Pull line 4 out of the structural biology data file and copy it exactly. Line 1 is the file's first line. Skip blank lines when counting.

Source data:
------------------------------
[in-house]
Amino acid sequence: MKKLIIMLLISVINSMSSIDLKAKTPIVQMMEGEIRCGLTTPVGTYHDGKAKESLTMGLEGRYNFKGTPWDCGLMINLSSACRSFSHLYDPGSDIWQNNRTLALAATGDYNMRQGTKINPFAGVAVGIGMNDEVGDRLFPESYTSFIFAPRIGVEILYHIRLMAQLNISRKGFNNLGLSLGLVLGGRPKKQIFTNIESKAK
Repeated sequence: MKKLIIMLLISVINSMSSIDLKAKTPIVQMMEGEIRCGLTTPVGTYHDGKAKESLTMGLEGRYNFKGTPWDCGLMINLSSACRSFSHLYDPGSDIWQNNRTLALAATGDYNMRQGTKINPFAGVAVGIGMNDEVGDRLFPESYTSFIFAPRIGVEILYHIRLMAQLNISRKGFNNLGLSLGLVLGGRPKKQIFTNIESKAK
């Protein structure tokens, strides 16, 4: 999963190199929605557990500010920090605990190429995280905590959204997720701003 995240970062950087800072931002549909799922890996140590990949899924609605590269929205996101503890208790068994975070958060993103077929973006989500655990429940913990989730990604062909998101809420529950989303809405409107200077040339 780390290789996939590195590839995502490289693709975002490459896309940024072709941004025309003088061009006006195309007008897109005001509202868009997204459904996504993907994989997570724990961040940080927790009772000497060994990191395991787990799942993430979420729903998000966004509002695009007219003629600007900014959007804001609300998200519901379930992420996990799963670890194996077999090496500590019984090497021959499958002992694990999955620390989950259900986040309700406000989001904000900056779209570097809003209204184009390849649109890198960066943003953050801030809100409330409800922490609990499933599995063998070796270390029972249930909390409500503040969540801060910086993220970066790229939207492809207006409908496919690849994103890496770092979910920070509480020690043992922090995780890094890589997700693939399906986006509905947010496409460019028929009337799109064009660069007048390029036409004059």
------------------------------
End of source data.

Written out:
């Protein structure tokens, strides 16, 4: 999963190199929605557990500010920090605990190429995280905590959204997720701003 995240970062950087800072931002549909799922890996140590990949899924609605590269929205996101503890208790068994975070958060993103077929973006989500655990429940913990989730990604062909998101809420529950989303809405409107200077040339 780390290789996939590195590839995502490289693709975002490459896309940024072709941004025309003088061009006006195309007008897109005001509202868009997204459904996504993907994989997570724990961040940080927790009772000497060994990191395991787990799942993430979420729903998000966004509002695009007219003629600007900014959007804001609300998200519901379930992420996990799963670890194996077999090496500590019984090497021959499958002992694990999955620390989950259900986040309700406000989001904000900056779209570097809003209204184009390849649109890198960066943003953050801030809100409330409800922490609990499933599995063998070796270390029972249930909390409500503040969540801060910086993220970066790229939207492809207006409908496919690849994103890496770092979910920070509480020690043992922090995780890094890589997700693939399906986006509905947010496409460019028929009337799109064009660069007048390029036409004059």